Four points where UX and SEO meet

by on 10 December 2014

I’m Suvi (@kavasuv), an SEO specialist from Finnish digital marketing agency, Tulos Helsinki. For three weeks in October I had a chance to work from Webcredible’s office in London. While doing my own, normal tasks in a new environment, I tried to absorb knowledge about user experience and in particular, information architecture. This office swap was part of the International Geek Exchange, a program my colleague developed. The idea behind the International Geek Exchange is that staff from digital agencies around the world visit each others offices, share their expertise and learn in a new environment.


Time I would have otherwise spent in team meetings and doing other internal tasks was now available for learning from the brilliant minds at Webcredible (and teaching them a thing or two as well). Based on my experiences at Webcredible, I’d like to share four points where I think UX and SEO meet…

1. Designing information architecture

For a search engine optimiser, information architecture (IA) is all about keyword research and internal linking patterns. At Webcredible I had a chance to see the IA design process from a UX point of view, which has a much wider framework for arranging information on a website.

It is clear that after conducting keyword research, no matter how specific it is, you can’t hide behind the and claim that “oh, I have my keyword research done, now I know what my users are looking for and what they want”. Information design and user testing is imperative to the success of SEO and UX. However, keyword research is still a must when labelling your navigation and guiding content creation.

2. Content strategy

For at least the last  two years SEO professionals have been buzzing with talk of content strategies and content marketing. Creating a content strategy is part of the IA design process but is essential to SEO too.

If you are able to deliver contextually relevant, fascinating and engaging content targeted to your users, you can expect better rankings in search results. That is why content strategy is at the heart of both SEO and UX.

3. Helping clients with site renewals

In my line of work it’s easy to see how the internet is constantly changing. There always seems to be a site renewal going on or waiting just around the corner. Sometimes there is a UX or design agency involved but I find that with smaller clients I often end up commenting on usability issues, lay-outs or even drawing wireframes as a part of our ongoing SEO service.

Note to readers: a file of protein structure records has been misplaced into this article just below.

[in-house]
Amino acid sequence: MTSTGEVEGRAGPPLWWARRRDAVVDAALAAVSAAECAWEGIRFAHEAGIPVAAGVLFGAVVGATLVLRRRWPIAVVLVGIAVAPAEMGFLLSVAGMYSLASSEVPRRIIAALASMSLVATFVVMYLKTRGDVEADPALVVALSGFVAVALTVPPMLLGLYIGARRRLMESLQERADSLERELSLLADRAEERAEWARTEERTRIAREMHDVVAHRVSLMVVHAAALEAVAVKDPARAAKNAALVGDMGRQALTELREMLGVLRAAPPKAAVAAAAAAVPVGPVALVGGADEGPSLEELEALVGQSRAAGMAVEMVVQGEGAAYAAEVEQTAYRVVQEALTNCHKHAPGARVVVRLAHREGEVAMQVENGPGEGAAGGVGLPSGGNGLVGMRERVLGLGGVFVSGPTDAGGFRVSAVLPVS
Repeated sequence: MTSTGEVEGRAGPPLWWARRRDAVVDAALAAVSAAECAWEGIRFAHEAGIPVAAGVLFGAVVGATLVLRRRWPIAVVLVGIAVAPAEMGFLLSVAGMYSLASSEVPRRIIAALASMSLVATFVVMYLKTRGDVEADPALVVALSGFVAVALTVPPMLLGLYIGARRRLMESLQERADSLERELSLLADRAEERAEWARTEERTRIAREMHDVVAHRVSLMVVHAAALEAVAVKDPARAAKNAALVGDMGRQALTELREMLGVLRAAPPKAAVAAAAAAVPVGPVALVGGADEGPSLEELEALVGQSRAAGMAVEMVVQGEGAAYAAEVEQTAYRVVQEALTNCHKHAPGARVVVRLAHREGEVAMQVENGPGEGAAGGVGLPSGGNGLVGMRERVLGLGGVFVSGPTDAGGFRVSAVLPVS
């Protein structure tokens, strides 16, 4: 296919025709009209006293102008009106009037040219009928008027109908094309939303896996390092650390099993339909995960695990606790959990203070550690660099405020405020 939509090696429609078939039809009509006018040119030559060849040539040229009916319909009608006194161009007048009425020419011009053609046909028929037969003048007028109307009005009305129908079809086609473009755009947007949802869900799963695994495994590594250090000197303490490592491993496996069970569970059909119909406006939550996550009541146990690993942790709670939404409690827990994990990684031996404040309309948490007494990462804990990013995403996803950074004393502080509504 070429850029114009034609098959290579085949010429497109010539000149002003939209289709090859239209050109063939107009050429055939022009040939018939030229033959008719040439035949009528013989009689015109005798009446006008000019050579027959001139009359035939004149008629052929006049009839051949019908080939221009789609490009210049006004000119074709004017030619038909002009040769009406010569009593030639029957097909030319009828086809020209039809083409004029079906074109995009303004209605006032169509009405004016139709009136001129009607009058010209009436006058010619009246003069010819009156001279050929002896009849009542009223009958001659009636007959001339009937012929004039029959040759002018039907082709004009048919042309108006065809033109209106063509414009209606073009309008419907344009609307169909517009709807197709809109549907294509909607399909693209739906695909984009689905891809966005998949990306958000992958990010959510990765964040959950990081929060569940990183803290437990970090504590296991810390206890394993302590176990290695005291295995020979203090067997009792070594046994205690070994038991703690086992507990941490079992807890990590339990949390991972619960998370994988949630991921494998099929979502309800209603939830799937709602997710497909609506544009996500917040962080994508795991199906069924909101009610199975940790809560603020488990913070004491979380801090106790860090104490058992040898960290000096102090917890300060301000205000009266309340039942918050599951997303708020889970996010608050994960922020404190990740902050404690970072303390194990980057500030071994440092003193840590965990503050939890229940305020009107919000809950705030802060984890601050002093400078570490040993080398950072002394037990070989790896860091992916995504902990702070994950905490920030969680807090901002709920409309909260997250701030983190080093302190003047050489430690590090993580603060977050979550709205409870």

While helping a client to survive as a winner through a site renewal, I don’t know how I could manage without knowing quite a lot about UX best practice. Working in digital I believe you can never know too much.

4. Designing for users, not search engines

A shared goal of those designing UX and practising SEO is doing it for users. Luckily the days are long gone when SEO was considered an obscure art dedicated to idolatry of the all-mighty Google. Usability and user-friendliness are factors which Google takes into account when arranging search results for their users; one might even call them ranking factors. Google now focuses less on links and keyword density and more, for example, on:

  • Domain-level topical authority
  • Relevant and descriptive content
  • Semantic connectivity (Here’s what Moz has to say about it)
  • How easy a website is to navigate
  • Internal linking patterns
  • Page loading times

The most important thing I think SEOs should adopt from user experience designers is user testing. We shouldn’t just cling to our first hypothesis, if we really want to achieve better digital experiences SEOs should start testing with real users.

I hope that even these four small examples can convince you that SEO and UX are by no means competing fields but they are very closely related. After all, there is no point in designing an amazing, user-centred website if no one will ever find it!

I want to thank Webcrebile for this great experience and I really can’t recommend Geek Exchange enough – I’m travelling back home with bunch of new ideas and inspiration for my work. We at Tulos are looking forward to hosting a visitor from Webcredible in the future!

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